As part of the 802.11 specification a collision avoidance protocol is used that is called CSMA/CA (Carrier Sense Multiple Access with Collision Avoidance). CSMA/CA is a transmission protocol designed to avoid collisions between multiple 802.11 devices transmitting at the same time and, as such, no one previously has extrapolated its use to include measuring RF interference. CSMA/CA belongs to a class of protocols called multiple access methods. With collision avoidance, if a wireless device or transceiver has information to transmit, it first listens for a predetermined amount of time to check for any activity (i.e. RF energy) on the channel. If the device determines the channel is idle, that is, available for use, it will then transmit. If the device determines the channel is busy, that is, not available for use, then it defers transmission. If the transceiver determines the channel is in use or busy it sets a timer with a wait value derived from a random number generator. When the wait time is completed the transceiver tries to transmit again by first listening for channel activity, as before. When there is no RF energy, it assumes the channel is clear, and transmits its information in an energy packet. Only in hindsight, one who is intimately familiar with the 802.11 specification and understands the CSMA/CA transmission protocol may recognize the advantages discovered and explain how this invention works and why it is a sound method for detecting interfering RF energy.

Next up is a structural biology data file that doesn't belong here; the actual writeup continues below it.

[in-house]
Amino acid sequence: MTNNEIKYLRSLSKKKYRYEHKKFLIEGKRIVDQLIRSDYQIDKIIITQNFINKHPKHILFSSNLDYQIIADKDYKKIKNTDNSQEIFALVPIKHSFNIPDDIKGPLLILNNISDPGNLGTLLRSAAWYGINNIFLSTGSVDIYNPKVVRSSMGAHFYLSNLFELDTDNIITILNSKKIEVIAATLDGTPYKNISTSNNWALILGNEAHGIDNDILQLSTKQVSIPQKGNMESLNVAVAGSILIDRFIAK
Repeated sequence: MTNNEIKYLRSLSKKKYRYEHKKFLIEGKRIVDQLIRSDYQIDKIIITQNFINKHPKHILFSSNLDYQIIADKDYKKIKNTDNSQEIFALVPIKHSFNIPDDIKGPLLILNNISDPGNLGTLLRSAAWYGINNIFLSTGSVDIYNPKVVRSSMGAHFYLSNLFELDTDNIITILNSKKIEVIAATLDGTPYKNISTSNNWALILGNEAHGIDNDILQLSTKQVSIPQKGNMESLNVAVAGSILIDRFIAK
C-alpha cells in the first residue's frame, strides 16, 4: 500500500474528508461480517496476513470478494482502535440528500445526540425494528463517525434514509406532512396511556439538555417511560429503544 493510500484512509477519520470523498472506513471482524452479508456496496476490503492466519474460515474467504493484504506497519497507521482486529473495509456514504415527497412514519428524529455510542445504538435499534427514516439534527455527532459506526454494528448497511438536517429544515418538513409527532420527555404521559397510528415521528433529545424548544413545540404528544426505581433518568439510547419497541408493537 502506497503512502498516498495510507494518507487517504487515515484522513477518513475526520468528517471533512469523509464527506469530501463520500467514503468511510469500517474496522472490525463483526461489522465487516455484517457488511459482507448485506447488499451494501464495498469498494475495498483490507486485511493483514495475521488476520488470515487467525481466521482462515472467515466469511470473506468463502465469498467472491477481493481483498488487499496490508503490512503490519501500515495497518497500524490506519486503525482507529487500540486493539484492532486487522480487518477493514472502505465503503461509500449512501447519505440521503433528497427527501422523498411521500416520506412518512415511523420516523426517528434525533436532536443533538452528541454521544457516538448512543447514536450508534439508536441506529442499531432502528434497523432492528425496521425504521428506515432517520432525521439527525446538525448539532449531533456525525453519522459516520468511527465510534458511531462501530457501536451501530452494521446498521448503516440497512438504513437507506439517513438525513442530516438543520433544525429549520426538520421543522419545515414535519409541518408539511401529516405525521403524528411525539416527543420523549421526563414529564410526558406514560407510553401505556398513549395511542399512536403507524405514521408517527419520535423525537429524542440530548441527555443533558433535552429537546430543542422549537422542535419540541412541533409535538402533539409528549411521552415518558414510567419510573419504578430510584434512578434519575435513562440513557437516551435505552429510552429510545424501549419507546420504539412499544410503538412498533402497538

Different types of transmitters will create varying amounts of interference with the channel depending on their modulation method and RF output power. An analog transmitter will block the CSMA/CA device continuously if the signal strength is sufficient or intermittently near the edge of its frequency coverage area. Most devices in the 2.4 and 5 GHz range today are digital, and therefore use “bursty” packet transmission methods (“bursty” is commonly used in describing modulation methods used in cellular systems, PCS systems and other digital wireless communications systems). With bursty modulation methods, no RF energy leaves the antenna between packet transmissions. That's when an 802.11 transceiver sees an opportunity and transmits.
The present device and method transmits an energy packet of a given number of bytes and computes the time required for the transmission, which depends on RF interference in the channel, or the availability of a channel being measured. Software in the computer to which the device communicates tallies all of the transceiver's transmissions and compares this to a calibrated, pre-determined maximum value that is determined empirically in the absence of RF interference. This results in a ‘% Maximal Throughput’ or ‘% Channel Availability’ value for each channel. Because the transceiver is transmitting on the basis of detecting the presence or absence of RF energy, irrespective of modulation methods or protocols, it is able to give useful information regardless of what kinds of protocols, or how many protocols, are in use. In other words, because of the delay imposed by the CSMA/CA protocol fewer bytes are transmitted in the presence of RF interference. So, the extent to which the CSMA/CA protocol imposes delays in sending data is a direct reflection of interfering RF energy that it has detected on a particular channel.